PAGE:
Figma spent years in stealth before launching its web-based collaborative design tool. Since coming into the light, the company has been iterating quickly. Today, Figma launches its most significant product update to date.
Meet FIGJAM, Figma’s new whiteboarding tool.
The entire concept of Figma stemmed from the fact that designers were taking up much more space at the figurative table and needed a place to collaborate efficiently. That is only more true today, especially during the last year of working from home, which is why Figma is extending itself throughout the workflow of designers with whiteboarding.
Not only does FIGJAM give designers a place to come up with ideas together, but it also gives non-designers a place to participate in the brainstorm.
FIGJAM functionality includes sticky notes, emojis, drawing tools, shapes, pre-built lines and connectors, stamps, and cursor chats. As expected, FIGJAM works with Figma, so components or other design objects breathed into life on FIGJAM can easily be moved into Figma.
“Our point of view here was focusing on how to make FIGJAM work as the first step in the design process before you go into actually doing design work,” said Figma founder and CEO Dylan Field. “We see people looking for a better, more fluid experience, but we also wanted to make it simple enough to bring other people into the tool.”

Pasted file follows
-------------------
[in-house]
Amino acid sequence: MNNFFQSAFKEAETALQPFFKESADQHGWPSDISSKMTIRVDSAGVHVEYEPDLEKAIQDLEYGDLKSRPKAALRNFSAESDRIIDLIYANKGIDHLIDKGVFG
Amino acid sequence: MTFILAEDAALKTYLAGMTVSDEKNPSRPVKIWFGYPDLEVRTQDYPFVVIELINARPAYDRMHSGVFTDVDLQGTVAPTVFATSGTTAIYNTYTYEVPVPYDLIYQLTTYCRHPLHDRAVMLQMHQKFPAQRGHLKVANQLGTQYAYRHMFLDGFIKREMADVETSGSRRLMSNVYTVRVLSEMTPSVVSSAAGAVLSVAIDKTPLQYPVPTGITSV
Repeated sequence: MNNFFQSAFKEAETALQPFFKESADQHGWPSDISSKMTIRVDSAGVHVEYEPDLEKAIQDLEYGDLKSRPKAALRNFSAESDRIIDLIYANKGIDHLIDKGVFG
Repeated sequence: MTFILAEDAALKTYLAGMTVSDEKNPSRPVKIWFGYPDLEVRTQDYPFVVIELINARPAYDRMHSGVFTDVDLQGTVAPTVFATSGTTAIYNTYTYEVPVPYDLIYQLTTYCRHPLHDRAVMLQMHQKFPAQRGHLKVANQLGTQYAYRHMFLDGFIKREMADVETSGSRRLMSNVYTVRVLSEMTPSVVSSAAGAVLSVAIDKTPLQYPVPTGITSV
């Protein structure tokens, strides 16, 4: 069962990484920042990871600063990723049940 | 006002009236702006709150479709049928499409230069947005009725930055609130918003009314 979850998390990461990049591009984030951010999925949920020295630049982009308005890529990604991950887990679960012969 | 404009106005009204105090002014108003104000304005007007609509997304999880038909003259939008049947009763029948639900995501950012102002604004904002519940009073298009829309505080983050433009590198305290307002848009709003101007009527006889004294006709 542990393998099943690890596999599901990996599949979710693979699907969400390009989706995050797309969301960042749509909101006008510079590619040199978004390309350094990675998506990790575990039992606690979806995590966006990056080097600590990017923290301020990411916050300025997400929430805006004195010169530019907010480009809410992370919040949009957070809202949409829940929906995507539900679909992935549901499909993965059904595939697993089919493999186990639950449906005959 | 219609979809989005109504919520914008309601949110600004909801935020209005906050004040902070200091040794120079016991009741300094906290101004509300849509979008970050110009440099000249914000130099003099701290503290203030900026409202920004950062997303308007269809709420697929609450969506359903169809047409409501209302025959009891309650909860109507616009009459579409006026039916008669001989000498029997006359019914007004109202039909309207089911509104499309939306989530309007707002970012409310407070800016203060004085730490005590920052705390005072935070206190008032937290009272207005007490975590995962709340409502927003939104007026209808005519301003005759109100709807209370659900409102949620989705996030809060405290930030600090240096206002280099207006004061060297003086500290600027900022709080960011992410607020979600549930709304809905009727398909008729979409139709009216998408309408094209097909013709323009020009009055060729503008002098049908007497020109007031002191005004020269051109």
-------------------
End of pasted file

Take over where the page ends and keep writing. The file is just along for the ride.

To take that a step further, Figma is also introducing voice chat into all of its products. That means users designing alongside one another in Figma or brainstorming in FIGJAM don’t need to hop into a separate Zoom call or Google Meet but can just toggle on chat in Figma to use audio.
Figma didn’t build its voice chat from scratch but instead worked with a partner to bring this to market. Figma did not specify which partner/tech it’s working with on voice chat.
Alongside the release of FIGJAM and voice chat, Figma is also releasing a more full-featured mobile app, which will be in beta through TestFlight at launch.
One final update that Figma is announcing today is branching and merging in Figma. This allows designers who are updating the design system, for example, to branch out and do their work and then connect that work with the existing design system, rather than updating a shared component or resource and affecting everyone else’s workflow.